The Essential Guide to VoIP and the Contact Center

Updated: April 30, 2009

One of the hottest communications trends today is deploying VoIP with contact-center solutions. Promising to increase savings and reduce operating costs, an IP-enabled contact center can extend a contact center to locations anywhere around the world — at record speed and without costly infrastructure investments. An IP infrastructure also allows for remote, at-home agents , which can enhance customer service while slashing overhead costs. And by converging voice and data traffic, a company can reduce its operating costs and simplify its call-center management processes.

Here are some of the top reasons companies choose to migrate to an IP-enabled contact center:

  • It can provide a cost-effective platform for deploying multiple applications. Popular contact-center applications such as IVR (interactive voice response) can be as much as 25 percent cheaper to deploy in a VoIP setting than in a TDM (time-division multiplexing) setting. What's more, VoIP helps to easily extend applications to at-home agents.
  • It can yield increased flexibility and scalability. For example, it can provide a flexible way to add, move and change agent availability in the face of seasonal peaks and promotional programs.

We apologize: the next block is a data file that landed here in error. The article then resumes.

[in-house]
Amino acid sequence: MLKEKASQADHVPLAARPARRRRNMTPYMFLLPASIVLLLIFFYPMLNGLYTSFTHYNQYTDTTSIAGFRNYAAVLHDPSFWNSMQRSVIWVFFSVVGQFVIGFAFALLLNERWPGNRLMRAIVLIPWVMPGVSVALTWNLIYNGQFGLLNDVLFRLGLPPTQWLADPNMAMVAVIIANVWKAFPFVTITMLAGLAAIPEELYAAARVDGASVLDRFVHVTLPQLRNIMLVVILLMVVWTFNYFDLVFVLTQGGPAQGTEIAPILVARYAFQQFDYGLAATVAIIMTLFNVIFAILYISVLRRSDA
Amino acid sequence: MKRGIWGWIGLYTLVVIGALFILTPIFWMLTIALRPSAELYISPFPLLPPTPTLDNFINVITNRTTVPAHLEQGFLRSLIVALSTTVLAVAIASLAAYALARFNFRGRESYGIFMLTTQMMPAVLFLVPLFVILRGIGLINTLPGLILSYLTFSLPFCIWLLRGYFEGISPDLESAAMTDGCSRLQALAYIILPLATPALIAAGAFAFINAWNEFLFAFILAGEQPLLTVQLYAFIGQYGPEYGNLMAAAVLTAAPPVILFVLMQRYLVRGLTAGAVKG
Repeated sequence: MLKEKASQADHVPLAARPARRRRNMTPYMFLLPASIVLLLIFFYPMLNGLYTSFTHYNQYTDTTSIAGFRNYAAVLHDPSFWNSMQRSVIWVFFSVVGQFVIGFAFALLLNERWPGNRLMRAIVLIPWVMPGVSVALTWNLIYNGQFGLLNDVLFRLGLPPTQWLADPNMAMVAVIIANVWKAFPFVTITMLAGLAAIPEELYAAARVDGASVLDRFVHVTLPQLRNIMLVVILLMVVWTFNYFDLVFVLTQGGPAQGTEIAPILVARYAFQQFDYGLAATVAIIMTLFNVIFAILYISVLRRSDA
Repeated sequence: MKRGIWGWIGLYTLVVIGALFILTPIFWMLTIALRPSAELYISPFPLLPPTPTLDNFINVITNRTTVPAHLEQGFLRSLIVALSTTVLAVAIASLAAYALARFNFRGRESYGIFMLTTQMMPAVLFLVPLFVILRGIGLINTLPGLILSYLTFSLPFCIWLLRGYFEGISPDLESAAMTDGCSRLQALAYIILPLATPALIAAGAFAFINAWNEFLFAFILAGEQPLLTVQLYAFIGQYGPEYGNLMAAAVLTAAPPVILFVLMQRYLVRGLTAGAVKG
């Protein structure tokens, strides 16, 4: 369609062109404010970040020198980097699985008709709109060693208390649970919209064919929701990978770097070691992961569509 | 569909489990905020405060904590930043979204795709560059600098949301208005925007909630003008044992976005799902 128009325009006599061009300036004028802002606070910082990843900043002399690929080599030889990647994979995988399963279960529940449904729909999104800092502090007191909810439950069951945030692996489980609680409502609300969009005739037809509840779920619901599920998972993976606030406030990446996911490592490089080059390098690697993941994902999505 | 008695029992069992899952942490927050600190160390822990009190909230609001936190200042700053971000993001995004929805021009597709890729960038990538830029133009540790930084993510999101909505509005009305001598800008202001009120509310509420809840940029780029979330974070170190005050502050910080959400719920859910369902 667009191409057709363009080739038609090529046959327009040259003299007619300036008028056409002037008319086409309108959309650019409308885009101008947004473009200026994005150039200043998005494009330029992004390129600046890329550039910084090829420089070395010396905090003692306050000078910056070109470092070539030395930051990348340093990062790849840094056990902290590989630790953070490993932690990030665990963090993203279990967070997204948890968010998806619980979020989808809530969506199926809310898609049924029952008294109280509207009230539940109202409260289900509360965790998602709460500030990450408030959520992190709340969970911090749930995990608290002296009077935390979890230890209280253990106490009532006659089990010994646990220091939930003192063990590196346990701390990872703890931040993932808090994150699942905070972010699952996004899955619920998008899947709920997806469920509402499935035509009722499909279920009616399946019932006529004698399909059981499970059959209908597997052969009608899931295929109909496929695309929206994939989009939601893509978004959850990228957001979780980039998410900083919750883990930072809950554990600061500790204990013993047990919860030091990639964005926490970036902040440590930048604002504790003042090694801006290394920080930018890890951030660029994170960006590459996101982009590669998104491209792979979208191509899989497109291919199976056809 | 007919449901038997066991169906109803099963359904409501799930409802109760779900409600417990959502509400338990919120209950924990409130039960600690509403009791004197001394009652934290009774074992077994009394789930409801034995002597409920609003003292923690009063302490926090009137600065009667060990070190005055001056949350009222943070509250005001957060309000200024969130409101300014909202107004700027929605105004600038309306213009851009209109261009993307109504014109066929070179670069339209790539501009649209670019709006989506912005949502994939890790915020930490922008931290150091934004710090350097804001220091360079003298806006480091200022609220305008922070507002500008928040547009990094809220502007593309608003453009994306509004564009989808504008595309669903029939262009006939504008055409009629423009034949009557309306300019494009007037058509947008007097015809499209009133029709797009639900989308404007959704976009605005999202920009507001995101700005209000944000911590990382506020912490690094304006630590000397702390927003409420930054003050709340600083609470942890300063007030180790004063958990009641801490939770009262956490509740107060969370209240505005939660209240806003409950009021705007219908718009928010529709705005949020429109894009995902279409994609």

• It offers a converged voice-and-data network. By unifying voice and data traffic, an IP-enabled contact center reduces equipment and operational costs, as well as management, maintenance and administration headaches.

How an IP-Enabled Contact Center Works

An IP-enabled contact center leverages VoIP technology to extend contact-center functionality to branch offices, satellite locations and agents anywhere, anytime. This real-time communications system converts voice traffic into digital packets that travel over networks via Internet protocol .

Key Features of an IP-Enabled Contact Center

Some important features of an IP-enabled contact center include:

  • Screen pops to expedite caller inquiries
  • Advanced routing based on customer-database information
  • Call transfers among geographically scattered sites
  • Skill-based routing, so that callers speak with those agents best qualified to address their needs
  • A console for centrally managing multiple locations and agents
  • Adaptable call handling to customize call routing and treatment
  • Real-time displays of call-center activity to chart performance and respond quickly to changes
  • Customizable reports chronicling call history and forecasting staffing needs
  • Configurable telephony user interface
  • Unified business-VoIP messaging tools

IP-Enabled Contact-Center Benefits

The specific benefits of an IP-enabled contact center include:

  • It preserves existing investments. IP technology can be introduced without sacrificing investments in current telephony infrastructure, including PBXs and ACDs (automatic call distributors).
  • It offers multiple deployment options. Companies can deploy IP technology at their own pace, migrating slowly and creating hybrid configurations of VoIP and traditional telephony.